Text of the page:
Working with such top-flight actors as Jeanne Moreau, Claudia Cardinale, Catherine Deneuve and Michel Piccoli, Oliveira has forged a legacy that is at once unique and deeply satisfying. Working with actors, Oliveira is matter-of-factly hands off, noting that “I give them full freedom because I don’t like when they act. I want them to embody the role, and acting is false. Of course, I will give them pointers, but they already know their role. These are intelligent people, like you and me, and everyone does things in their own way, and their own role.” 4

Viagem ao Princípio do Mundo (Voyage to the Beginning of the World, 1997)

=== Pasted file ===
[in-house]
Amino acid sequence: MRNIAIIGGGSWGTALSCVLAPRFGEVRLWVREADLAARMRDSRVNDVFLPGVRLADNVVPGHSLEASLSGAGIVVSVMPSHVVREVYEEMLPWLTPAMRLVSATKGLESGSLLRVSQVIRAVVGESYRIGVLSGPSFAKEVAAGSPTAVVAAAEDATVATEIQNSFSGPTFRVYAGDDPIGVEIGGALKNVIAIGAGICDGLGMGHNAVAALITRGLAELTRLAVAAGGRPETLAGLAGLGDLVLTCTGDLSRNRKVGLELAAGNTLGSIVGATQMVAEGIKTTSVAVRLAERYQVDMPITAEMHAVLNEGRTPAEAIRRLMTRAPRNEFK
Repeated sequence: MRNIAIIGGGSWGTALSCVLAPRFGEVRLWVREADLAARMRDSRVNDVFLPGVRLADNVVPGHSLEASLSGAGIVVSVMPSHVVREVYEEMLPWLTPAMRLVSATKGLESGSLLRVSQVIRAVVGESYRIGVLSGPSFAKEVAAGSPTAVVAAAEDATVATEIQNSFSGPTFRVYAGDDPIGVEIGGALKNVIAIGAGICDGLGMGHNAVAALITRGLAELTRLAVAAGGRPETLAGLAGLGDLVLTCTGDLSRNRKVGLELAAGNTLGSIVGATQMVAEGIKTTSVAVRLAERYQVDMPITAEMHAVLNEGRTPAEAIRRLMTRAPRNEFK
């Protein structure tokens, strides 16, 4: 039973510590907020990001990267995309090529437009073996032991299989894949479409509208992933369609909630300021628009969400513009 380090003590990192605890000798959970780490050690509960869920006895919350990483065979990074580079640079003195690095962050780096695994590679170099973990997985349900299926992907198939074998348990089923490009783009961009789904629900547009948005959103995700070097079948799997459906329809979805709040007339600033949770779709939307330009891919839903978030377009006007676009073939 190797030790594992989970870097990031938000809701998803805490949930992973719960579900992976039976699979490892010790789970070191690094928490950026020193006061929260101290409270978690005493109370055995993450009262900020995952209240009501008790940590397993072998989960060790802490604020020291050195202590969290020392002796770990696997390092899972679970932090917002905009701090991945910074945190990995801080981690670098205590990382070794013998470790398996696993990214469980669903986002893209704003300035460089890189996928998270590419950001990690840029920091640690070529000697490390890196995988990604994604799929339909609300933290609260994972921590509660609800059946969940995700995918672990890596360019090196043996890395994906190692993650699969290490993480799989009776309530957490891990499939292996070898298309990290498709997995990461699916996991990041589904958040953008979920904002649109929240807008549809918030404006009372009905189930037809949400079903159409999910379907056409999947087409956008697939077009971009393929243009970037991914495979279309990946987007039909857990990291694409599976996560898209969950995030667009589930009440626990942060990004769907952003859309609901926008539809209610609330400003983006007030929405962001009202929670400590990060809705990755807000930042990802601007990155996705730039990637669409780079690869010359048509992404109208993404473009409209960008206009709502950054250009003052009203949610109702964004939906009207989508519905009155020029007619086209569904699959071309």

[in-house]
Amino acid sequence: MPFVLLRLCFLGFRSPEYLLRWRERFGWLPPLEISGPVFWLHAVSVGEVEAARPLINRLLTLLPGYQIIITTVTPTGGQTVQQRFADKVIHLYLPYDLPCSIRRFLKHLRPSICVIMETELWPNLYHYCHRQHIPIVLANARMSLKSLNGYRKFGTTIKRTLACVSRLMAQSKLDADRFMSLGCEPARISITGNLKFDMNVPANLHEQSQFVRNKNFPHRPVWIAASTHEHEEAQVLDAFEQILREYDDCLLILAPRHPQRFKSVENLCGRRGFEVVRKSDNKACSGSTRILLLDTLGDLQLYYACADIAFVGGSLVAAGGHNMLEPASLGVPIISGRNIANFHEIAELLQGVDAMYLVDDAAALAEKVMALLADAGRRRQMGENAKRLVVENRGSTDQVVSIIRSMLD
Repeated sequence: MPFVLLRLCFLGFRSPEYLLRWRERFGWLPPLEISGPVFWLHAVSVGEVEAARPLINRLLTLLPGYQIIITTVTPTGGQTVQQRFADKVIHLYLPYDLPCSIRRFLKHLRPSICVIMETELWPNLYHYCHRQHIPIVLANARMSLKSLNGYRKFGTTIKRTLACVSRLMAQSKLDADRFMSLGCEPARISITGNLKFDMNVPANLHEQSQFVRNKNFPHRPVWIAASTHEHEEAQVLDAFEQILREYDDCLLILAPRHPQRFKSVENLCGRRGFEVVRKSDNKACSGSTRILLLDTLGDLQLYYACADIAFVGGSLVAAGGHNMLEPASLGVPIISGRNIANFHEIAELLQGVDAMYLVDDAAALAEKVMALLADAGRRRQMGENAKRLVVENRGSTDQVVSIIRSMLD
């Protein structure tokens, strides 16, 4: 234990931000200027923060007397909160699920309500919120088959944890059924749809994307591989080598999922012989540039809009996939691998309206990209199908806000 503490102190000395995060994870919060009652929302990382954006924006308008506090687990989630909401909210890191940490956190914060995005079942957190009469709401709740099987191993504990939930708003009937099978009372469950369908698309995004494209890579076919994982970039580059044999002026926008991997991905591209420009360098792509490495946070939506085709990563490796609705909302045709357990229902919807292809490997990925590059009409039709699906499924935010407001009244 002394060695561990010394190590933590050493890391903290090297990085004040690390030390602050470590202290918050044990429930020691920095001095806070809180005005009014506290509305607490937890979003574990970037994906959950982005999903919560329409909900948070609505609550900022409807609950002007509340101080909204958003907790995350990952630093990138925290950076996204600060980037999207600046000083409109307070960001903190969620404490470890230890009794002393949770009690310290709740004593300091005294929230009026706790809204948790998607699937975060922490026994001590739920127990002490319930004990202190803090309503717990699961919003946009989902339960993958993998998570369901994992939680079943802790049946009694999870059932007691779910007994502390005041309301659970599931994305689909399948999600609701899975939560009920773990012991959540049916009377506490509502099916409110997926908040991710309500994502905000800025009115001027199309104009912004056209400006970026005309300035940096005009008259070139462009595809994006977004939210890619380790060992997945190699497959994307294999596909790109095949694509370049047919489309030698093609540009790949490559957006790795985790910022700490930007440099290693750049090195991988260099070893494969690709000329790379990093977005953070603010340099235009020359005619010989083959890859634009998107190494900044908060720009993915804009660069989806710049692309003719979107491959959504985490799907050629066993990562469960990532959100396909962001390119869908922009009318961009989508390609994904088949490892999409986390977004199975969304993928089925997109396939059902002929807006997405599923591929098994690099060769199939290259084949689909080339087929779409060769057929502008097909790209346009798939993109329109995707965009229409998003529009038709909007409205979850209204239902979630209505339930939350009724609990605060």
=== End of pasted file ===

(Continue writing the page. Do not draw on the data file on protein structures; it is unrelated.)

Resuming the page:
Oliveira was in his 80s and 90s, when, against all odds, his career really took off on an international scale, with the release of Viagem ao Princípio do Mundo (Voyage to the Beginning of the World, 1997), starring Marcello Mastroianni in his last role as an aging film director revisiting the locations of his youth. Indeed, his later films are some of his best, especially the aforementioned The Strange Case of Angelica, which J. Hoberman picked as the best film of that year, noting in the The Village Voice that “my favorite movie of 2010 (sneaked) into town three days before the year (ended) . . . (and) includes the 101-year-old director’s first use of CGI in his debut dream sequence . . . (the film) is as funny and peculiar as its title promises. Putting his own eccentric spin on the myth of Orpheus, the last working filmmaker to have been born during the age of the nickelodeon offers a modest, ultimately sublime meditation on the photographic essence of the motion-picture medium, as glimpsed in the half-light of eternity.” 5 The film is a luminous vision of the past caught up to the present, in which Oliveira embraces contemporary digital technology while at the same time holding fast to the values of an earlier era.